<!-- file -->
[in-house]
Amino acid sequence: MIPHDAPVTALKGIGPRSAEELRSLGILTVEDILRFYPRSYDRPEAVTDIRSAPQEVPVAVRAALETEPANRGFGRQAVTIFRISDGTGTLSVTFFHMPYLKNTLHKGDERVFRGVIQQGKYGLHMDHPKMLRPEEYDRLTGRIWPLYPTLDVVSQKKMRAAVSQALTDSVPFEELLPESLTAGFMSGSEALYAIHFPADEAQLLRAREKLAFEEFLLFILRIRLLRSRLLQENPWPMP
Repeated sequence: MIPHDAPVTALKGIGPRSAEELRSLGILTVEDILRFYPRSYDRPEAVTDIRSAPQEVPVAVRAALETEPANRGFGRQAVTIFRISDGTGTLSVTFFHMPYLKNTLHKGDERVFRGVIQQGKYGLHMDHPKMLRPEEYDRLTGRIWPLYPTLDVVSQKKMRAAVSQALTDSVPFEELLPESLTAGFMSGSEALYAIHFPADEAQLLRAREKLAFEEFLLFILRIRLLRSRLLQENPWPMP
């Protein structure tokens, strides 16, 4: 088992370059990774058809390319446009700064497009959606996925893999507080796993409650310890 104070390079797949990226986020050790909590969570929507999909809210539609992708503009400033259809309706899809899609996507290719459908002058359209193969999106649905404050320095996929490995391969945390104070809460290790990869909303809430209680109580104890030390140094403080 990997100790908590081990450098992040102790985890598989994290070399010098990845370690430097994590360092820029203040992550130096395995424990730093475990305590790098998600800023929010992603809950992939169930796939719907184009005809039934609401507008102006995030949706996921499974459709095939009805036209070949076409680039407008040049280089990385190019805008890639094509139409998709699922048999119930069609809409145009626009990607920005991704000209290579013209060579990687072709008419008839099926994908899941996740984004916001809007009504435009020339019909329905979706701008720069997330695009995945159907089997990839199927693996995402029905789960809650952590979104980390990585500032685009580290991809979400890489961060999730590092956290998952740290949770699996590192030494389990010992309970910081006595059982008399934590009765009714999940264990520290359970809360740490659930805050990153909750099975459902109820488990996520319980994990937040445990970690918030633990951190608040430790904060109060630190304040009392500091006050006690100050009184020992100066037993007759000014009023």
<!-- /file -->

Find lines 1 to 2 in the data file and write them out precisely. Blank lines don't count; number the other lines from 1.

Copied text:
[in-house]
Amino acid sequence: MIPHDAPVTALKGIGPRSAEELRSLGILTVEDILRFYPRSYDRPEAVTDIRSAPQEVPVAVRAALETEPANRGFGRQAVTIFRISDGTGTLSVTFFHMPYLKNTLHKGDERVFRGVIQQGKYGLHMDHPKMLRPEEYDRLTGRIWPLYPTLDVVSQKKMRAAVSQALTDSVPFEELLPESLTAGFMSGSEALYAIHFPADEAQLLRAREKLAFEEFLLFILRIRLLRSRLLQENPWPMP